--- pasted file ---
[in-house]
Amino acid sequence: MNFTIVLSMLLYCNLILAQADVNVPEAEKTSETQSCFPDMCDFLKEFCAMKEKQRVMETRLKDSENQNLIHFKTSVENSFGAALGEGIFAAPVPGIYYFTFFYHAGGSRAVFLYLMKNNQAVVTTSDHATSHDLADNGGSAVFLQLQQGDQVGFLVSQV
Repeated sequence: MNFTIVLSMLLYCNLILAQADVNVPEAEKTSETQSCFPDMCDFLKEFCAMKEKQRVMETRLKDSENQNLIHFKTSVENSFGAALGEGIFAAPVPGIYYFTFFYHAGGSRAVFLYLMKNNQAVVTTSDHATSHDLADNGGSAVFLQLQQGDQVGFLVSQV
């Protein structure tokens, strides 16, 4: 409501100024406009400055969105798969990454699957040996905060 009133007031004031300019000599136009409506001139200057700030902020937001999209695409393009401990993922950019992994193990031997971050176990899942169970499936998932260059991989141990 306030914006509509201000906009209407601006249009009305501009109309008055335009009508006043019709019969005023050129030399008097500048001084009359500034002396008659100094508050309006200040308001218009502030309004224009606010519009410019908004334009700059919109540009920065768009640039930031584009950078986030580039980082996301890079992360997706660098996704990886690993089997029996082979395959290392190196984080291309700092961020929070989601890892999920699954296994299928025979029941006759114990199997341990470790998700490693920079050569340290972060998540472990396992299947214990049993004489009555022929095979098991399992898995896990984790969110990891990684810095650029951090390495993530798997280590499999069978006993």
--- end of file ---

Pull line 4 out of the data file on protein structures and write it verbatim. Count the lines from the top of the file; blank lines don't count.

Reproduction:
């Protein structure tokens, strides 16, 4: 409501100024406009400055969105798969990454699957040996905060 009133007031004031300019000599136009409506001139200057700030902020937001999209695409393009401990993922950019992994193990031997971050176990899942169970499936998932260059991989141990 306030914006509509201000906009209407601006249009009305501009109309008055335009009508006043019709019969005023050129030399008097500048001084009359500034002396008659100094508050309006200040308001218009502030309004224009606010519009410019908004334009700059919109540009920065768009640039930031584009950078986030580039980082996301890079992360997706660098996704990886690993089997029996082979395959290392190196984080291309700092961020929070989601890892999920699954296994299928025979029941006759114990199997341990470790998700490693920079050569340290972060998540472990396992299947214990049993004489009555022929095979098991399992898995896990984790969110990891990684810095650029951090390495993530798997280590499999069978006993």